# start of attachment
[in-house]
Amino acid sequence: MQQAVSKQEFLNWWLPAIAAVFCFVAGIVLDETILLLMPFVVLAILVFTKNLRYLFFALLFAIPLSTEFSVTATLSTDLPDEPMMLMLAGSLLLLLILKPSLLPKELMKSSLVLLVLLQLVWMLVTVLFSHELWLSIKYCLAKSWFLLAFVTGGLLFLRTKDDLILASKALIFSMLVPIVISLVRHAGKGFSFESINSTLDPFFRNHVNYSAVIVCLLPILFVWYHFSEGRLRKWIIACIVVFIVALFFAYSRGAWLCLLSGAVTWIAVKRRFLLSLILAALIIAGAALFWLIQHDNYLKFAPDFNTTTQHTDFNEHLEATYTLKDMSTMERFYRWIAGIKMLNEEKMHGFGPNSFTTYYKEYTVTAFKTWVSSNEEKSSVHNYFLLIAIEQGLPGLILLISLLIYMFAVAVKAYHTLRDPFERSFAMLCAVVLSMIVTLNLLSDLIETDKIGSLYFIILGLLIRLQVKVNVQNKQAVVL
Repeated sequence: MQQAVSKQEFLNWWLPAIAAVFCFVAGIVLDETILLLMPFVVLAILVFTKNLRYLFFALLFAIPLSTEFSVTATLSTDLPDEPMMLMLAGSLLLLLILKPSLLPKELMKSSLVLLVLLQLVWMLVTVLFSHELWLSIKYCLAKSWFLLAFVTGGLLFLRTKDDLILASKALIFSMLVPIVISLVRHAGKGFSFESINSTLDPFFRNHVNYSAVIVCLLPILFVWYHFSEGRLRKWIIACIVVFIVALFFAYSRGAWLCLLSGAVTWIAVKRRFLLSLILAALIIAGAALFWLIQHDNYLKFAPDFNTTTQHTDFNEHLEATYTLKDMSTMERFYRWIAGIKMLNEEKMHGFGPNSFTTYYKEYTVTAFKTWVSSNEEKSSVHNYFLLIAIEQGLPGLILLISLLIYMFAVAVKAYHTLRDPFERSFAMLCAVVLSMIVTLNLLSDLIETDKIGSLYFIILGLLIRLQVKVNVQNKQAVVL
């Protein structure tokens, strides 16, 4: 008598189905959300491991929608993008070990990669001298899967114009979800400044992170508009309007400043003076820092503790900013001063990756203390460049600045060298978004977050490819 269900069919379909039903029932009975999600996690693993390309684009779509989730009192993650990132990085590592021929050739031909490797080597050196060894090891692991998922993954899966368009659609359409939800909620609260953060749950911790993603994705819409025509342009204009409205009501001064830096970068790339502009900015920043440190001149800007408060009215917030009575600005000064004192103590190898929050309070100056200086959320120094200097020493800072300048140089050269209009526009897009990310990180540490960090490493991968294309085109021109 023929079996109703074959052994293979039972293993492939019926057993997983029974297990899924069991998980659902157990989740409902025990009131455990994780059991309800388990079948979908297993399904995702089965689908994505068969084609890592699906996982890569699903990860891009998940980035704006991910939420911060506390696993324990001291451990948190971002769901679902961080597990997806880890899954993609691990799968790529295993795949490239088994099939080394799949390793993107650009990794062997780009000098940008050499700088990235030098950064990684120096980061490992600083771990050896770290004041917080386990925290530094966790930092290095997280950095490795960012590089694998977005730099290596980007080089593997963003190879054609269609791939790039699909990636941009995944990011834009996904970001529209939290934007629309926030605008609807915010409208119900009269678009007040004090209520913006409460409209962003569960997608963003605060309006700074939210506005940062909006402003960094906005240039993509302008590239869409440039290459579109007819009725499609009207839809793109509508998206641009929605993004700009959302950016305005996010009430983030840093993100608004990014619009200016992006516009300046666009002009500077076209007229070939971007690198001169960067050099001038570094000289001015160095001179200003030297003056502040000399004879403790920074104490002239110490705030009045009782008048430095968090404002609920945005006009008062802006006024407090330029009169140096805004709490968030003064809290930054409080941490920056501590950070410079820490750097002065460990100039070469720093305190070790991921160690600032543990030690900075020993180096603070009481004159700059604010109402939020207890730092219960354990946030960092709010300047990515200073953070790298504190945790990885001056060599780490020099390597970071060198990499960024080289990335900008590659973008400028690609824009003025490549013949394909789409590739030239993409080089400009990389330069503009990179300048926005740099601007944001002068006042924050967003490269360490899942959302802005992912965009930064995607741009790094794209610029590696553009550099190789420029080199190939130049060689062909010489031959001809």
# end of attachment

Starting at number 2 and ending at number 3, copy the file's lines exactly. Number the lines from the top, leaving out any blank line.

Amino acid sequence: MQQAVSKQEFLNWWLPAIAAVFCFVAGIVLDETILLLMPFVVLAILVFTKNLRYLFFALLFAIPLSTEFSVTATLSTDLPDEPMMLMLAGSLLLLLILKPSLLPKELMKSSLVLLVLLQLVWMLVTVLFSHELWLSIKYCLAKSWFLLAFVTGGLLFLRTKDDLILASKALIFSMLVPIVISLVRHAGKGFSFESINSTLDPFFRNHVNYSAVIVCLLPILFVWYHFSEGRLRKWIIACIVVFIVALFFAYSRGAWLCLLSGAVTWIAVKRRFLLSLILAALIIAGAALFWLIQHDNYLKFAPDFNTTTQHTDFNEHLEATYTLKDMSTMERFYRWIAGIKMLNEEKMHGFGPNSFTTYYKEYTVTAFKTWVSSNEEKSSVHNYFLLIAIEQGLPGLILLISLLIYMFAVAVKAYHTLRDPFERSFAMLCAVVLSMIVTLNLLSDLIETDKIGSLYFIILGLLIRLQVKVNVQNKQAVVL
Repeated sequence: MQQAVSKQEFLNWWLPAIAAVFCFVAGIVLDETILLLMPFVVLAILVFTKNLRYLFFALLFAIPLSTEFSVTATLSTDLPDEPMMLMLAGSLLLLLILKPSLLPKELMKSSLVLLVLLQLVWMLVTVLFSHELWLSIKYCLAKSWFLLAFVTGGLLFLRTKDDLILASKALIFSMLVPIVISLVRHAGKGFSFESINSTLDPFFRNHVNYSAVIVCLLPILFVWYHFSEGRLRKWIIACIVVFIVALFFAYSRGAWLCLLSGAVTWIAVKRRFLLSLILAALIIAGAALFWLIQHDNYLKFAPDFNTTTQHTDFNEHLEATYTLKDMSTMERFYRWIAGIKMLNEEKMHGFGPNSFTTYYKEYTVTAFKTWVSSNEEKSSVHNYFLLIAIEQGLPGLILLISLLIYMFAVAVKAYHTLRDPFERSFAMLCAVVLSMIVTLNLLSDLIETDKIGSLYFIILGLLIRLQVKVNVQNKQAVVL